The hills on which Bassiano stands, on the Lepini Mountains, represent an ideal place for the ageing of ham. In fact, there are numerous pedoclimatic conditions that give a strong characterisation to the product: the right degree of humidity, necessary to obtain a balanced maturation of the product, the altitude and the presence of the mountains sheltering the town from the sirocco and north winds.
Traditional production starts with a careful selection of pigs, coming exclusively from Italian farms. The legs are first trimmed with the tip of a knife, then seasoned with a typical sauce made of white wine and garlic. The following step is the “dry” salting of the hams, done manually. The hams are then subjected to a double covering of the pulp, in order to seal it, with a mixture of lard, salt, chili pepper and rice flour. The process ends with a light smoking with beechwood and slow seasoning.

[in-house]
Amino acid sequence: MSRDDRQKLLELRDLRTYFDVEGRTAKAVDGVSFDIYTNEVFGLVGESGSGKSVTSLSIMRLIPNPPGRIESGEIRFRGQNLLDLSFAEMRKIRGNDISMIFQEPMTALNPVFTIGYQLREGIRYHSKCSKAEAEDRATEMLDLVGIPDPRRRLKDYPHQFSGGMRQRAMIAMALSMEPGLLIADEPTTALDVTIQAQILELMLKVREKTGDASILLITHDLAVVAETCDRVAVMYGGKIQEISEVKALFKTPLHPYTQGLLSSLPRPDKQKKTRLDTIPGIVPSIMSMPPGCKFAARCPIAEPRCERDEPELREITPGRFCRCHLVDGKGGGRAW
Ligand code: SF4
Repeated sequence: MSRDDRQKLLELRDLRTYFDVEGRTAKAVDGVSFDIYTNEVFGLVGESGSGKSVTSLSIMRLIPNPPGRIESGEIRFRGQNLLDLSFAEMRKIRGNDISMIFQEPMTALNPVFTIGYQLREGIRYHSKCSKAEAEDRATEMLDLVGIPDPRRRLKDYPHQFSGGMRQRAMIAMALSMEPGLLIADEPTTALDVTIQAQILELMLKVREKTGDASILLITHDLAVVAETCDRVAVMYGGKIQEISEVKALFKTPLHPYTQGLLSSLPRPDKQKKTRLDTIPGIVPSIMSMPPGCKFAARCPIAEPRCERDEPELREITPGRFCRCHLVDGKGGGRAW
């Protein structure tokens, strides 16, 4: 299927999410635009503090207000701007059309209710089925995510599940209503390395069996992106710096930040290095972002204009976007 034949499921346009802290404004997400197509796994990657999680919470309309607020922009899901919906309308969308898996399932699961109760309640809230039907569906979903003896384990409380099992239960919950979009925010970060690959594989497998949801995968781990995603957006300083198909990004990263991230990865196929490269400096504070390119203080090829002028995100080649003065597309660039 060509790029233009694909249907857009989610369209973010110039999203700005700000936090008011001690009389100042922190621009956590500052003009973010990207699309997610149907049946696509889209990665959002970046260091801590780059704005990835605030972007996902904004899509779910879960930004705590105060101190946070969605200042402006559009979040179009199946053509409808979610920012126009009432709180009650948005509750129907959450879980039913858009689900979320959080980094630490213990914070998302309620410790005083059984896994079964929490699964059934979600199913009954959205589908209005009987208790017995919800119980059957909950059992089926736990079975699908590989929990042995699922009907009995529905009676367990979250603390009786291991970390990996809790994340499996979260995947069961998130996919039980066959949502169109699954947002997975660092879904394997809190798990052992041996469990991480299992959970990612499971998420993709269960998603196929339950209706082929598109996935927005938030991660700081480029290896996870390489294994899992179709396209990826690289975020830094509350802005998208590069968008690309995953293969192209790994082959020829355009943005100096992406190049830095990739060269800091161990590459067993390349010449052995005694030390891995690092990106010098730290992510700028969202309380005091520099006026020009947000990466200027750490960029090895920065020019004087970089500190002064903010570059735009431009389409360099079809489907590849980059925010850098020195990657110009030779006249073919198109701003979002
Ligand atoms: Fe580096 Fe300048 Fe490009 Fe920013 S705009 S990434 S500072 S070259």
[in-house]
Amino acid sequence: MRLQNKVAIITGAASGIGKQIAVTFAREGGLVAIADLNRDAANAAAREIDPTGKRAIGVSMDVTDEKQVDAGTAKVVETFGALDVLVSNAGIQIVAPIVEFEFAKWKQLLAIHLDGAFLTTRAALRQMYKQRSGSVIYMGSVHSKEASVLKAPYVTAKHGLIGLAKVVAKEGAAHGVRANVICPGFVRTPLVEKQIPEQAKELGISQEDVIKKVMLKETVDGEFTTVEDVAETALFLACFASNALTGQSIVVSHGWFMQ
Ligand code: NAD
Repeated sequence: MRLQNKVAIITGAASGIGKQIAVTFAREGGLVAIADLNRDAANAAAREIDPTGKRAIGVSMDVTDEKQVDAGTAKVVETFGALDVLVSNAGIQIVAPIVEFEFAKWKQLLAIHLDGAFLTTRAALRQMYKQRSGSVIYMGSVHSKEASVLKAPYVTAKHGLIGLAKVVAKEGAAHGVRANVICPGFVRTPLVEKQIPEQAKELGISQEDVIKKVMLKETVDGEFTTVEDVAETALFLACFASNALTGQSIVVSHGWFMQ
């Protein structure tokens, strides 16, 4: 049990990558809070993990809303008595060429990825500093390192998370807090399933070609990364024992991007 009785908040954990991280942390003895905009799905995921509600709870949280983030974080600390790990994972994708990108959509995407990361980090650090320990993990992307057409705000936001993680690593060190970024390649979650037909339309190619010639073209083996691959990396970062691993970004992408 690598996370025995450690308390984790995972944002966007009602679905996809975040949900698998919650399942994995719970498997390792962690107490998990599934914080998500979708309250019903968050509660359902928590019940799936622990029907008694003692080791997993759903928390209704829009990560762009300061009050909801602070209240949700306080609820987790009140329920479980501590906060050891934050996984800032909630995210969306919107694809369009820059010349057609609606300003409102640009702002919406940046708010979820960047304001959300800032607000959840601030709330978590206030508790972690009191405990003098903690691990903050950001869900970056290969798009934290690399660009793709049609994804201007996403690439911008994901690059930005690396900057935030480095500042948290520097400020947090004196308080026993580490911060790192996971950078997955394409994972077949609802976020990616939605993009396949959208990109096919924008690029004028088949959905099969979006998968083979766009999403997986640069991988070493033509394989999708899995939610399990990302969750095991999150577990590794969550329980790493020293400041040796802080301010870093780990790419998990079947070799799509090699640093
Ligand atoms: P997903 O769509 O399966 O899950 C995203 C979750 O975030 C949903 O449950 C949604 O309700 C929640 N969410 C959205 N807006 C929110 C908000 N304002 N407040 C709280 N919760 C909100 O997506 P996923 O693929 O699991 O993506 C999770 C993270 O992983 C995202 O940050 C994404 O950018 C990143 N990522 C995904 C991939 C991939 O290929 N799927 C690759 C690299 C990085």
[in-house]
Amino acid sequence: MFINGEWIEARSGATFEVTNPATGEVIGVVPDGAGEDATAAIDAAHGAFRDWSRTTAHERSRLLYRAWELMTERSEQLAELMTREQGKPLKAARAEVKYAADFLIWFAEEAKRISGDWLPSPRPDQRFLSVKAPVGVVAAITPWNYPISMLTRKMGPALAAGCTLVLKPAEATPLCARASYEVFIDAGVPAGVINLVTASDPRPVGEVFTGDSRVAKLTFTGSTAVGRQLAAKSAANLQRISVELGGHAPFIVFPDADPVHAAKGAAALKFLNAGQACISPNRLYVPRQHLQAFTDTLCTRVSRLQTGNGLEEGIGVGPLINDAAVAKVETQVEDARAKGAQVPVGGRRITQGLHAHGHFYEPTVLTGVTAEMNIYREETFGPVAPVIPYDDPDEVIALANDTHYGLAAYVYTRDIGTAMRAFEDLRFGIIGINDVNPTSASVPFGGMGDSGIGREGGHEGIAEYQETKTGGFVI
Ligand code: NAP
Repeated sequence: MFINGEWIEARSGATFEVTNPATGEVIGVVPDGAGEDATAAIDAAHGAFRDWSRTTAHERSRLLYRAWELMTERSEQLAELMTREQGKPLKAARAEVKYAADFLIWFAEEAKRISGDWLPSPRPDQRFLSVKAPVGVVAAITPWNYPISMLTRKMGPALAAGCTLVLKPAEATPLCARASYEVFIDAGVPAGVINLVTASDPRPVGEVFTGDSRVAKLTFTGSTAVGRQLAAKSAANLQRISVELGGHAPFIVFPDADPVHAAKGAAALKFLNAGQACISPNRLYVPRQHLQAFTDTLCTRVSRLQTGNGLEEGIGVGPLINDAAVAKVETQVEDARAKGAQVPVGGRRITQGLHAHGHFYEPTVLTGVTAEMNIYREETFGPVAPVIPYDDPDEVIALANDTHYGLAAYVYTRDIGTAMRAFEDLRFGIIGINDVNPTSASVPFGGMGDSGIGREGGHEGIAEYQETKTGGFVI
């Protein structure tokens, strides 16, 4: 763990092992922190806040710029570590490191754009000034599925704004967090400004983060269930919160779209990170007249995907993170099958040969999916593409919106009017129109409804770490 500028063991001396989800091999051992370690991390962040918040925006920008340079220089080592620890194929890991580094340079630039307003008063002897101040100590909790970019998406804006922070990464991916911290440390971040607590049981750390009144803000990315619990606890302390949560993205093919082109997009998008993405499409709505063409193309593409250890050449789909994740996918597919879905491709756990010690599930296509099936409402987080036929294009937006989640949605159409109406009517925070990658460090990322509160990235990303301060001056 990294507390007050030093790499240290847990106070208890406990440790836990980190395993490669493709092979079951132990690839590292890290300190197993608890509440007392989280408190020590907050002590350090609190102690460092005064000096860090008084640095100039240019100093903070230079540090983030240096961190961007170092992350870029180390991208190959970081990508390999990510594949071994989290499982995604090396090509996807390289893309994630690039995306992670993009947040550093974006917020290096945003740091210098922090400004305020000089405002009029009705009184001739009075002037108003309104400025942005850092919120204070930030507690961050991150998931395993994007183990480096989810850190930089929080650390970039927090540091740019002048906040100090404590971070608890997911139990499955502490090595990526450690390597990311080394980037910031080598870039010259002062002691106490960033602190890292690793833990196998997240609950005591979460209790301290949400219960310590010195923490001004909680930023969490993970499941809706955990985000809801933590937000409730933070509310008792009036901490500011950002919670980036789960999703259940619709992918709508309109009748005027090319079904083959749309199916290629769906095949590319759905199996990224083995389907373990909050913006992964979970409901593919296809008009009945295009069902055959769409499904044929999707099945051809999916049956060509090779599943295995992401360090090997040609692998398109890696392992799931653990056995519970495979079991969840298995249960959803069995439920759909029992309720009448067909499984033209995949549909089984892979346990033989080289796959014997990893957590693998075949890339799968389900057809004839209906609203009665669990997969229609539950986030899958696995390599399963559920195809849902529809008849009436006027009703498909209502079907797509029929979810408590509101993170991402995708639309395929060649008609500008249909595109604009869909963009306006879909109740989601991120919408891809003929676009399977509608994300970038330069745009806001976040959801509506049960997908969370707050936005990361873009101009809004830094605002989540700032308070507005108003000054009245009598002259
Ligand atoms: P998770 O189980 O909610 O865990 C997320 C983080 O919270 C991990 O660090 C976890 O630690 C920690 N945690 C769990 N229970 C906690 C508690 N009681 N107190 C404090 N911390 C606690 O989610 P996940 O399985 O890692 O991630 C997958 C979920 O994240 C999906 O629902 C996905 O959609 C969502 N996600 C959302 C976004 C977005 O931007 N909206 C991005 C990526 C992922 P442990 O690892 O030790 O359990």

Numerous generations in Bassiano have grown up eating what is still called “lòncio”, a ham sandwich. The use of this term, a dialectal transposition of English lunch, used by American soldiers in the territory during World War II, shows that hams are produced since then. For fifty years, on the last Sunday in July, a historic festival celebrates this food excellence.
The Prosciutto di Bassiano, in which the rind is trimmed up to the joint and which is aged up to 18 months, has a uniform red-pink colour in the lean meat and white-pink fat with good veining. The high olfactory intensity is marked by pronounced notes of seasoned meat, garlic and spices combined with hints of wine and, for the smoked version, of beechwood. The taste is harmoniously salty and savoury, with a discreet sweet note and a light sour note. Good chewiness and aromatic persistence.